The Concord Museum has built long-term partnerships with the Concord Public Schools and the Lowell Public Schools that ensure local history education to students in these districts.
For over 35 years the Concord Museum has been working with the Concord Public Schools to provide hands-on local history to students in the town of Concord. The Museum works with students at all grade levels, and has a particularly long-standing relationship with the third grade and the high school.
Working directly with Concord teachers, the Museum has developed a program for third graders that is fully integrated into the third grade Social Studies curriculum. The program includes three visits with the museum including two in-classroom programs and one on-site program at the Museum.
ALL third graders participate in:
Rivers and Revolutions at Concord-Carlisle High School
The Concord Museum serves as a host site for students from the Rivers and Revolutions program, an inter-disciplinary “school within a school” at Concord-Carlisle Regional High School, who each take part in a Stewardship Program. As a host site, the Museum staff works closely with students on a meaningful semester-long project that introduces them to skills involved in working in museums, the community, and the field of history. Projects have included the creation of exhibitions, a hands-on family station, family guides, and a mobile phone app.
Thanks to the generous support of many donors to the Paul Revere’s Ride Fund, the Concord Museum has built a partnership with the Lowell Public Schools that allows students to visit the Concord Museum at no cost. The Fund underwrites the cost of buses and program fees. The partnership began in the fall of 2014 with fifth grade and Kindergarten and in 2017, expanded to the eighth grade.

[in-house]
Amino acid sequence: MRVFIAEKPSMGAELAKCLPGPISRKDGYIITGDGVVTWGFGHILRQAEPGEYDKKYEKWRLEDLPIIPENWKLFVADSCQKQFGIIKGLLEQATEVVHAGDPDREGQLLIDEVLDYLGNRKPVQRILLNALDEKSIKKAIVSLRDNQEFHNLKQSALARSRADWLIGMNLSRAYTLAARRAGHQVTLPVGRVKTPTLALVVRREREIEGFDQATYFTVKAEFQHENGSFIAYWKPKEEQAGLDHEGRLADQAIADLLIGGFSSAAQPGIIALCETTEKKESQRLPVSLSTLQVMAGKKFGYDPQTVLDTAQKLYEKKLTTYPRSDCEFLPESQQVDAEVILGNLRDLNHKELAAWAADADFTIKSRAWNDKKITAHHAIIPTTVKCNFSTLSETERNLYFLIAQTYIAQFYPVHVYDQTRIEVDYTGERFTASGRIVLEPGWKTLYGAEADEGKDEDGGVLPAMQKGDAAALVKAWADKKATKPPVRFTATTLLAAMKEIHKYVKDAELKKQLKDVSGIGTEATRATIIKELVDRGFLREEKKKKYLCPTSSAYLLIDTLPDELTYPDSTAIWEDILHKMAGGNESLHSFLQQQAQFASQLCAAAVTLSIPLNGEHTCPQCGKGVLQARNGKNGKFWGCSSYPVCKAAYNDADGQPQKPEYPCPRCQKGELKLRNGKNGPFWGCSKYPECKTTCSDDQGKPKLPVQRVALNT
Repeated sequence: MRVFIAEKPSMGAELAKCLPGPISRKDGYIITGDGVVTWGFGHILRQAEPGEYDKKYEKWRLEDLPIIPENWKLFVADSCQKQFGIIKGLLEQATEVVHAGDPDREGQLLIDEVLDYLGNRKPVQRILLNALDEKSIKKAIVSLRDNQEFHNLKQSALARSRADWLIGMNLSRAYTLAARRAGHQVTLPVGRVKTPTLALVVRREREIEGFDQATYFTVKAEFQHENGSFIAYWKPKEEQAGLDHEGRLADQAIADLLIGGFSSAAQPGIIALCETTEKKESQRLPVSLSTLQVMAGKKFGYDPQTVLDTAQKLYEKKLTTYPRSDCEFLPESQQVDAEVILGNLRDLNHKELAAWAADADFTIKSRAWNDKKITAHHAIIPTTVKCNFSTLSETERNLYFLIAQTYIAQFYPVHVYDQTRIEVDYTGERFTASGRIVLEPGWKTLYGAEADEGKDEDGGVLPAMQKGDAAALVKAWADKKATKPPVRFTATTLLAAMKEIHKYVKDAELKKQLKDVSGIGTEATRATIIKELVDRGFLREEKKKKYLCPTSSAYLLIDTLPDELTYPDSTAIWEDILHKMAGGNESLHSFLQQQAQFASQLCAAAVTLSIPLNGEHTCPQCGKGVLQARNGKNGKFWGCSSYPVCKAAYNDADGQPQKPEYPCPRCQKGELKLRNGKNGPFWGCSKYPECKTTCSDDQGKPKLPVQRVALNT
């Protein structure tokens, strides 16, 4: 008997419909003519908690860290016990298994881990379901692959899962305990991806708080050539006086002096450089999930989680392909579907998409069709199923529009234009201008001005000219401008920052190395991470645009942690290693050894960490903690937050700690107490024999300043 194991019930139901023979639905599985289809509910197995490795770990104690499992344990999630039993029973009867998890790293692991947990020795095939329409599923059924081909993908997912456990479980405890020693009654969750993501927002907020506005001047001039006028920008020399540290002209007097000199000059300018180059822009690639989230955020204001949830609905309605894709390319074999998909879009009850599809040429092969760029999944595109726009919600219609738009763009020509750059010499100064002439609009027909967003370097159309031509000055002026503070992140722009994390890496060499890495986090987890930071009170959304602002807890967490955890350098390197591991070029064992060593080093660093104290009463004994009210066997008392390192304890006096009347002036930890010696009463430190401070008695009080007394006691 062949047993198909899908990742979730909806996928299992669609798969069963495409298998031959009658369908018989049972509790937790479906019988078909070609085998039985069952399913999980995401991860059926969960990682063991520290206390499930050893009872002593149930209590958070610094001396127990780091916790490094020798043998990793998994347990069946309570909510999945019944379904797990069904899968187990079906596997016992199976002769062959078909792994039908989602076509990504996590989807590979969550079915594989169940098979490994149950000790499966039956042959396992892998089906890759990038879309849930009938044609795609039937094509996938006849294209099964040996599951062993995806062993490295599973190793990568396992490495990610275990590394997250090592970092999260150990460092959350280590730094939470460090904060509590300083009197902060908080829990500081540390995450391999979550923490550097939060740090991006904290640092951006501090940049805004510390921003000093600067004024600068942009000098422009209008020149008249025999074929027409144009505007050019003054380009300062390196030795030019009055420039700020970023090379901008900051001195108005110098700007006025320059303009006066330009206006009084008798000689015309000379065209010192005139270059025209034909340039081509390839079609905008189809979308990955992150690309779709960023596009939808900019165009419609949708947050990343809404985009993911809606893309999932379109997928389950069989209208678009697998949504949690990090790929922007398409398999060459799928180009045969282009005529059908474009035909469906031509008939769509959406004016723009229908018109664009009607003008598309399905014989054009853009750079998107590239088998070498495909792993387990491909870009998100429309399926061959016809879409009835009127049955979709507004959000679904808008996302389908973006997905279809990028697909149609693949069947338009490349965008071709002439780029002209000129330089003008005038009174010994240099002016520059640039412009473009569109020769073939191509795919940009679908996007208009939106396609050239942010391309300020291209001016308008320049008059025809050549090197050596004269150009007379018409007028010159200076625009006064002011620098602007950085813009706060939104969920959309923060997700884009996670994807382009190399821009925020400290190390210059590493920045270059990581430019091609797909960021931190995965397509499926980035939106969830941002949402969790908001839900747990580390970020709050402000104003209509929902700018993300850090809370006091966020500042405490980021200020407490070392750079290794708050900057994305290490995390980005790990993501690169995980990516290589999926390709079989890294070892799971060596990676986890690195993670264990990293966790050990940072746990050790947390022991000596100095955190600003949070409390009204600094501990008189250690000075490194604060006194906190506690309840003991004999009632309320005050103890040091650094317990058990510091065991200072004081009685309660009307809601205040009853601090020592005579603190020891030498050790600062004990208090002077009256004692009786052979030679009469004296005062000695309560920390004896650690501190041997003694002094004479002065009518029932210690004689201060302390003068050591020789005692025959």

Working with the Curriculum Coordinators in Lowell, the Concord Museum developed the Digging into the Past program to fit with the social studies curriculum and help make social studies connections to the 5th graders personal experiences. In the program, students become archaeologists, handle and discussed 4,000-year-old Native American stone tools from the Museum’s education collection, and explore the critical first encounters between English Settlers and Native Americans in Massachusetts.
Each year, Lowell Kindergarteners are invited to participate in a literacy program during the Museum’s annual exhibition Family Trees: A Celebration of Children’s Literature. This program serves schools with a large population of English Language Learners to support their work in literacy and language. Students come to the museum and read great works of children’s literature, reviewed the alphabet, created literature based crafts, and explored the museum galleries.
All Lowell 8th classrooms receive the Revolutionary Traveling Trunk. Filled with primary source artifacts and documents, including touchable objects, the trunk allows the richness of the Concord Museum’s collection to come into the classroom. The trunk includes directions to set up stations and worksheets for the students to use to help made the Revolutionary unit come alive.